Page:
New Pre-U in Global Perspectives & Research

By Abi Wharton, Head of Global Awareness

We are delighted to announce that we will commence teaching of the Cambridge Pre-U in Global Perspectives and Research from September 2019 in our vibrant Sixth Form Enrichment Programme.

It has long been a desire of parents, students and staff to introduce a sixth form offering to complement the BAC in Global Awareness which continues to develop in terms of popularity and success.

The Pre-U, which is suitable for all students, regardless of whether they have taken the BAC in Global Awareness, places academic specialisation in a practical, real-world context, being a seminar-based opportunity to research and explore a range of issues challenging people across the globe. Developing critical/analytical, research, and problem-solving skills essential to higher education, students will learn to place their personal perspectives in a global context, finding new inspiration and challenges for their studies.

During their study, students consider at least four topics taken from different themes. For example, genetic engineering, medical ethics and priorities, standard of living or quality of life, ethical foreign policies, or the religious-secular divide may be studied under the Ethics theme. Typically students develop the necessary skills to embark upon a realistic and meaningful research agenda.

Students will submit a presentation and an essay from their portfolio and sit an examination. The Independent Research Report gives candidates the chance to dig still deeper into a particular subject, or to cross boundaries by doing interdisciplinary work, or to make a new departure by investigating a subject not covered by traditional school syllabuses. Students submit a single piece of extended work on their chosen theme. Students can choose whether to take the Pre-U short course or to study for the two year Pre-U.

An increasing number of UK and international universities are providing statements of recognition for Cambridge Pre-U Global Perspectives and Research (GPR). In their view, Cambridge Pre-U GPR is an excellent preparation for undergraduate study since it gives real evidence of independent, critical thinking. This is applicable across all undergraduate subject areas due to the nature of the skills developed throughout the course.

Please do not hesitate to contact me if you require any further information.

Global Perspectives Pre-U | Two year syllabus | Short course syallbus

Visiting Thomas Hardy’s Wessex

Last Saturday, a group of 6.2 English students visited Dorset to visit some of the key sites in Thomas Hardy’s life, to complement their study of Tess of the d’Urbervilles and some of his poetry. Here are two perspectives from the trip.

By Magnus Bashaarat, Head of Bedales

Thomas Hardy didn’t move far in his life; the distance from his birthplace in Lower Bockhampton to Max Gate, the house he built for himself on the outskirts of Dorchester once he had found success, is less than two miles.

First up was Hardy’s birthplace, a small cottage that has remained largely unchanged from when Hardy lived there with his parents and siblings. We were led there by National Trust volunteer Wendy, who led us through the woodland above the cottage and read to us some of the poems Hardy wrote inspired by the landscape.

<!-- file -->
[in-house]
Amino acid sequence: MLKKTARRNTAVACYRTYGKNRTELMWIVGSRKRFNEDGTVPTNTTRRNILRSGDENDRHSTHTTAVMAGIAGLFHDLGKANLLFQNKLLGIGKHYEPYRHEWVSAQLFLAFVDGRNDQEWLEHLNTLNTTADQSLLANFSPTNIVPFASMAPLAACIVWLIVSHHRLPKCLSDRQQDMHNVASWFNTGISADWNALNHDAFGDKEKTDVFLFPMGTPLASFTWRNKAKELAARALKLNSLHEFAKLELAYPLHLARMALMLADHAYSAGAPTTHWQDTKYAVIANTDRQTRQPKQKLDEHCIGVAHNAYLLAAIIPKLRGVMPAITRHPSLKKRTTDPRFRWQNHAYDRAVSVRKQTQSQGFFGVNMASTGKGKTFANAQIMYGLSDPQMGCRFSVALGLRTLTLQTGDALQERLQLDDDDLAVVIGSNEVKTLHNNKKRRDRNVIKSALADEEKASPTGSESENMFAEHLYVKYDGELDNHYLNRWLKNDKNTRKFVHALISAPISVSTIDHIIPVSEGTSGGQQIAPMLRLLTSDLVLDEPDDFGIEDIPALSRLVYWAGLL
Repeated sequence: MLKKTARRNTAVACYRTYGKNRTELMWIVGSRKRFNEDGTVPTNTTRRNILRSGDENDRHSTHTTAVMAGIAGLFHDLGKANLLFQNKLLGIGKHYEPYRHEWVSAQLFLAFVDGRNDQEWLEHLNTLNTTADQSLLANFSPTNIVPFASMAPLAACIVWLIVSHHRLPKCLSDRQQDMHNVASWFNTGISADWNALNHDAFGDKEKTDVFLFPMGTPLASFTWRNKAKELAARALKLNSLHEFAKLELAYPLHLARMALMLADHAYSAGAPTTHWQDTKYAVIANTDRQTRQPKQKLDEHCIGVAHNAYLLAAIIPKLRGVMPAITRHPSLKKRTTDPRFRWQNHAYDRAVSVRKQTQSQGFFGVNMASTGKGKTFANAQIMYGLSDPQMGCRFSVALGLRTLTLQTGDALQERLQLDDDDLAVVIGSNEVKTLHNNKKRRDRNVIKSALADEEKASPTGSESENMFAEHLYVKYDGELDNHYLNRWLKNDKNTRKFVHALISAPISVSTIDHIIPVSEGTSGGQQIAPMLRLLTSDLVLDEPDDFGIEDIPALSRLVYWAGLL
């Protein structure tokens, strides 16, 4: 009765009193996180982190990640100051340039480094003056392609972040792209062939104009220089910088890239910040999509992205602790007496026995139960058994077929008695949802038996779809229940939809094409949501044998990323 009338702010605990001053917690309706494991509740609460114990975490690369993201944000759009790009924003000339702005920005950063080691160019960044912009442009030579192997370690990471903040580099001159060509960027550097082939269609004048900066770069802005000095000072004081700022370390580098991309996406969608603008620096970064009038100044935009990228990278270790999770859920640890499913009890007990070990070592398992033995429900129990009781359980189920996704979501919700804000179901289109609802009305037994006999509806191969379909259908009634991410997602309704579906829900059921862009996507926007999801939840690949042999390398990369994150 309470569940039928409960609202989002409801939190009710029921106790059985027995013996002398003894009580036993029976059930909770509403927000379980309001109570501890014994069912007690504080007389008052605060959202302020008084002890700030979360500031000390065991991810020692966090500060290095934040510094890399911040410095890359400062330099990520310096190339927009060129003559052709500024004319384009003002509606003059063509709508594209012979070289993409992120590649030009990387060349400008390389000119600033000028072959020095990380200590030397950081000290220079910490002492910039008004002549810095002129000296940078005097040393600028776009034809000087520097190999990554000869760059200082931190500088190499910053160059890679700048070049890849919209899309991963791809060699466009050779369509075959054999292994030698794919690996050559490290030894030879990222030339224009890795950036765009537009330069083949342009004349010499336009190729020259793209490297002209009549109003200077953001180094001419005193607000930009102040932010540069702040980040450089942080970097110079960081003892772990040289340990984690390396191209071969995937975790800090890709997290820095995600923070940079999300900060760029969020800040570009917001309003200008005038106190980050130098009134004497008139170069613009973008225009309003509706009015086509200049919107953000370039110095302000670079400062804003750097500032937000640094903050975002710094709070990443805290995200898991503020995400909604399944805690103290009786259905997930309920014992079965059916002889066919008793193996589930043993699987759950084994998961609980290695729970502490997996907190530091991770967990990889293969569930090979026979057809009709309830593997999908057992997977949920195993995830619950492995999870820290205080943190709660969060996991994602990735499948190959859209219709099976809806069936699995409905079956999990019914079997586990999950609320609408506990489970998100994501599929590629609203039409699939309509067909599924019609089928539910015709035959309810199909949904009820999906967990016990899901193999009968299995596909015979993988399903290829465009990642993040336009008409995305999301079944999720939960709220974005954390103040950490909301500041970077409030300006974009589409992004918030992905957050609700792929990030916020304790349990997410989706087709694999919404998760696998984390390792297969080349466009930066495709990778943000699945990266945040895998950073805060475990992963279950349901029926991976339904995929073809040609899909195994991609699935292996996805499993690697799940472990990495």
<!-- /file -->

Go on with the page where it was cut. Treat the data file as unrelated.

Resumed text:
The most ambitious part of the trip followed with our group walking through steady Dorset drizzle, following the River Frome across which Angel Clare had carried Tess in Tess of the d’Urbervilles, to Stinsford Church, where Hardy’s heart is buried in the family tomb.

Further walking across boggy flood meadow took us to Max Gate, and a meeting with Andrew Leah, Vice President of the Thomas Hardy Society, who lived at Max Gate for 17 years before the National Trust opened it as a visitor attraction.

Andrew gave us a tour of each room and described movingly the creeping melancholy that coloured most of Hardy’s married life at Max Gate, followed by the guilt that consumed him after his wife’s death. We sat in the study room in which Hardy wrote Tess, and then moved next door to the room he took over when he turned his back on writing prose and wrote only poetry until his death.

By Thea Sesti, 6.2

By walking from one of Hardy’s homes to the other, we explored the landscape and the place Hardy was so tied to and served as a backdrop for so many of his works.

We were at times accompanied by a National Trust guide who read out some of Hardy’s poetry in the Dorset woodland, which clearly evidenced the sensibility and attachment to nature he had from a young age and emerged so prominently in some of his later novels, like Tess of the d’Urbervilles.

Having studied the text as part of A Level English, we were able to draw comparisons between the then appropriately damp and evocative scenery we came across walking and that in the book, making us understand all the more the area’s impact on Hardy’s life as an author.

We were thus able to retrace his life’s journey as he moved from his family cottage to Max Gate, the house he built for himself and moved into with the first of two wives, following the rise of his wealth and fame.